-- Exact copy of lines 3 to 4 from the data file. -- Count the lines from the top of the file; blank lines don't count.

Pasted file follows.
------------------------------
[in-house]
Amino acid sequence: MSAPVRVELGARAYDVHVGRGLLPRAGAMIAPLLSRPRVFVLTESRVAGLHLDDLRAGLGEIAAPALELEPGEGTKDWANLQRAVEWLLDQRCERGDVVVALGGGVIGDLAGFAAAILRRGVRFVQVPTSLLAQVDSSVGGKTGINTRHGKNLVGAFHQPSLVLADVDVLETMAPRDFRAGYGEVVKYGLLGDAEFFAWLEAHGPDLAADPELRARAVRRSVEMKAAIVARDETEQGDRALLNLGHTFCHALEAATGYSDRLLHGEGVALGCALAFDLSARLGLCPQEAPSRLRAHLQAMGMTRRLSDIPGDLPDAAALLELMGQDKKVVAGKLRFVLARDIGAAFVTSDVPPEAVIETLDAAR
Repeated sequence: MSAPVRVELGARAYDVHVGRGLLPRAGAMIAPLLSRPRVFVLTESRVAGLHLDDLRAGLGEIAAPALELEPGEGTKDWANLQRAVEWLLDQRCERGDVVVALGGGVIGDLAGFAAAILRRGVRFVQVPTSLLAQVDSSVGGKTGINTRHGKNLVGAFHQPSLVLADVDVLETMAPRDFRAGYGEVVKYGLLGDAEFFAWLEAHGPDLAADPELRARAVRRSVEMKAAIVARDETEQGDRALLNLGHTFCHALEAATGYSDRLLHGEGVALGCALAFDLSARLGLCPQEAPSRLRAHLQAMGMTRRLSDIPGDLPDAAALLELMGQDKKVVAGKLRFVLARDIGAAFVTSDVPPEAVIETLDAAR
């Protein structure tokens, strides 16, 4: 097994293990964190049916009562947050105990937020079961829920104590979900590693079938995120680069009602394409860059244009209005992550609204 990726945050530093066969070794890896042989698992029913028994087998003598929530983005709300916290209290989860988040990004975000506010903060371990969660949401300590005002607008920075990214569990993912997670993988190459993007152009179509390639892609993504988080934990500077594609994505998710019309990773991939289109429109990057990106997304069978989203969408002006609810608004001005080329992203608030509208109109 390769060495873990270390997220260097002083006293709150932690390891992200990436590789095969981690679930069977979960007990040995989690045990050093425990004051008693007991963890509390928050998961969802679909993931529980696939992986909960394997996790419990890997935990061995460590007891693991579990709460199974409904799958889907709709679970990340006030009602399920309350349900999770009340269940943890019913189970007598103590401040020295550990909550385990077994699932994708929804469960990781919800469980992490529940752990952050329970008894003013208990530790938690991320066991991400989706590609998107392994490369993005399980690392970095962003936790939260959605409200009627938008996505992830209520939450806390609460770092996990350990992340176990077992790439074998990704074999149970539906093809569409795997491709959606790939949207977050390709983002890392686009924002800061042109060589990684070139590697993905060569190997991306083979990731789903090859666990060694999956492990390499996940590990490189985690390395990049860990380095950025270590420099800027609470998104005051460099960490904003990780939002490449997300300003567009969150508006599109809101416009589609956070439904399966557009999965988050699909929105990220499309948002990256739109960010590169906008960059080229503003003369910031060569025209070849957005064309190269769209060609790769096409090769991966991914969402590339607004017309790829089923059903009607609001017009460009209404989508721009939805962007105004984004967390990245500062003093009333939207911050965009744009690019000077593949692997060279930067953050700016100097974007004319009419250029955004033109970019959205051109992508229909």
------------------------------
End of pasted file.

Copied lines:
Repeated sequence: MSAPVRVELGARAYDVHVGRGLLPRAGAMIAPLLSRPRVFVLTESRVAGLHLDDLRAGLGEIAAPALELEPGEGTKDWANLQRAVEWLLDQRCERGDVVVALGGGVIGDLAGFAAAILRRGVRFVQVPTSLLAQVDSSVGGKTGINTRHGKNLVGAFHQPSLVLADVDVLETMAPRDFRAGYGEVVKYGLLGDAEFFAWLEAHGPDLAADPELRARAVRRSVEMKAAIVARDETEQGDRALLNLGHTFCHALEAATGYSDRLLHGEGVALGCALAFDLSARLGLCPQEAPSRLRAHLQAMGMTRRLSDIPGDLPDAAALLELMGQDKKVVAGKLRFVLARDIGAAFVTSDVPPEAVIETLDAAR
């Protein structure tokens, strides 16, 4: 097994293990964190049916009562947050105990937020079961829920104590979900590693079938995120680069009602394409860059244009209005992550609204 990726945050530093066969070794890896042989698992029913028994087998003598929530983005709300916290209290989860988040990004975000506010903060371990969660949401300590005002607008920075990214569990993912997670993988190459993007152009179509390639892609993504988080934990500077594609994505998710019309990773991939289109429109990057990106997304069978989203969408002006609810608004001005080329992203608030509208109109 390769060495873990270390997220260097002083006293709150932690390891992200990436590789095969981690679930069977979960007990040995989690045990050093425990004051008693007991963890509390928050998961969802679909993931529980696939992986909960394997996790419990890997935990061995460590007891693991579990709460199974409904799958889907709709679970990340006030009602399920309350349900999770009340269940943890019913189970007598103590401040020295550990909550385990077994699932994708929804469960990781919800469980992490529940752990952050329970008894003013208990530790938690991320066991991400989706590609998107392994490369993005399980690392970095962003936790939260959605409200009627938008996505992830209520939450806390609460770092996990350990992340176990077992790439074998990704074999149970539906093809569409795997491709959606790939949207977050390709983002890392686009924002800061042109060589990684070139590697993905060569190997991306083979990731789903090859666990060694999956492990390499996940590990490189985690390395990049860990380095950025270590420099800027609470998104005051460099960490904003990780939002490449997300300003567009969150508006599109809101416009589609956070439904399966557009999965988050699909929105990220499309948002990256739109960010590169906008960059080229503003003369910031060569025209070849957005064309190269769209060609790769096409090769991966991914969402590339607004017309790829089923059903009607609001017009460009209404989508721009939805962007105004984004967390990245500062003093009333939207911050965009744009690019000077593949692997060279930067953050700016100097974007004319009419250029955004033109970019959205051109992508229909």